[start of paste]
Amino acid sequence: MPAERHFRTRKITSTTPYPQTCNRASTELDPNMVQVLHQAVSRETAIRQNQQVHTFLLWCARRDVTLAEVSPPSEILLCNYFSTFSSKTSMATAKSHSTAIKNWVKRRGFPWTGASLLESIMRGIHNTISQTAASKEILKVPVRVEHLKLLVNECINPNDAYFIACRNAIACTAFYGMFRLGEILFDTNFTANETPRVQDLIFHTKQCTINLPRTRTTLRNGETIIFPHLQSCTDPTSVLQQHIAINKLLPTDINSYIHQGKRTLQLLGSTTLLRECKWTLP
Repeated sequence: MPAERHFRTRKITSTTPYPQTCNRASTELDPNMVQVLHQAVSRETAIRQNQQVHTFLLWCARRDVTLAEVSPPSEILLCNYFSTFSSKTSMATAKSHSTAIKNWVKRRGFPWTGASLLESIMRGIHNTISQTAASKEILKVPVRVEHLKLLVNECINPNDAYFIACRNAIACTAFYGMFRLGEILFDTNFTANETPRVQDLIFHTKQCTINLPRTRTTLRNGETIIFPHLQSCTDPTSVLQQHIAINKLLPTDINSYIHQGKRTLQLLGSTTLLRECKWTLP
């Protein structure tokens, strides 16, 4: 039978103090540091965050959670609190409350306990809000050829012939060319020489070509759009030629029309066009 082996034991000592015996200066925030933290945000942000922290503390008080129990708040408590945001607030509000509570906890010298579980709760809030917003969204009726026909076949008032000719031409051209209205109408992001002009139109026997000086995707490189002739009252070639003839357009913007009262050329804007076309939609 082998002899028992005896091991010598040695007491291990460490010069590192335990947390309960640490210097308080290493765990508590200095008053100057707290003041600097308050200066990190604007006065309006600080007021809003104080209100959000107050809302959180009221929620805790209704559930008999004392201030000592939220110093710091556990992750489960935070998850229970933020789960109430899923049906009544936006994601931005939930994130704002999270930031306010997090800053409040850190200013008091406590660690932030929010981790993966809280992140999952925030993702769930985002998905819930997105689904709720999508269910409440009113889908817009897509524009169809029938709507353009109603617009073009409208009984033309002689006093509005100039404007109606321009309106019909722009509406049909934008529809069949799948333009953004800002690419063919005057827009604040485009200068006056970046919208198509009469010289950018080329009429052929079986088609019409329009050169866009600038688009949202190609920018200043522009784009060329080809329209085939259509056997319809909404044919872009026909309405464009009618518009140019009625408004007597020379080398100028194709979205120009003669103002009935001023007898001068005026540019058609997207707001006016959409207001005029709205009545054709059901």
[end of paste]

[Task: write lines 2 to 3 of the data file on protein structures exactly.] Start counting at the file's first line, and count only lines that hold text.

Repeated sequence: MPAERHFRTRKITSTTPYPQTCNRASTELDPNMVQVLHQAVSRETAIRQNQQVHTFLLWCARRDVTLAEVSPPSEILLCNYFSTFSSKTSMATAKSHSTAIKNWVKRRGFPWTGASLLESIMRGIHNTISQTAASKEILKVPVRVEHLKLLVNECINPNDAYFIACRNAIACTAFYGMFRLGEILFDTNFTANETPRVQDLIFHTKQCTINLPRTRTTLRNGETIIFPHLQSCTDPTSVLQQHIAINKLLPTDINSYIHQGKRTLQLLGSTTLLRECKWTLP
């Protein structure tokens, strides 16, 4: 039978103090540091965050959670609190409350306990809000050829012939060319020489070509759009030629029309066009 082996034991000592015996200066925030933290945000942000922290503390008080129990708040408590945001607030509000509570906890010298579980709760809030917003969204009726026909076949008032000719031409051209209205109408992001002009139109026997000086995707490189002739009252070639003839357009913007009262050329804007076309939609 082998002899028992005896091991010598040695007491291990460490010069590192335990947390309960640490210097308080290493765990508590200095008053100057707290003041600097308050200066990190604007006065309006600080007021809003104080209100959000107050809302959180009221929620805790209704559930008999004392201030000592939220110093710091556990992750489960935070998850229970933020789960109430899923049906009544936006994601931005939930994130704002999270930031306010997090800053409040850190200013008091406590660690932030929010981790993966809280992140999952925030993702769930985002998905819930997105689904709720999508269910409440009113889908817009897509524009169809029938709507353009109603617009073009409208009984033309002689006093509005100039404007109606321009309106019909722009509406049909934008529809069949799948333009953004800002690419063919005057827009604040485009200068006056970046919208198509009469010289950018080329009429052929079986088609019409329009050169866009600038688009949202190609920018200043522009784009060329080809329209085939259509056997319809909404044919872009026909309405464009009618518009140019009625408004007597020379080398100028194709979205120009003669103002009935001023007898001068005026540019058609997207707001006016959409207001005029709205009545054709059901």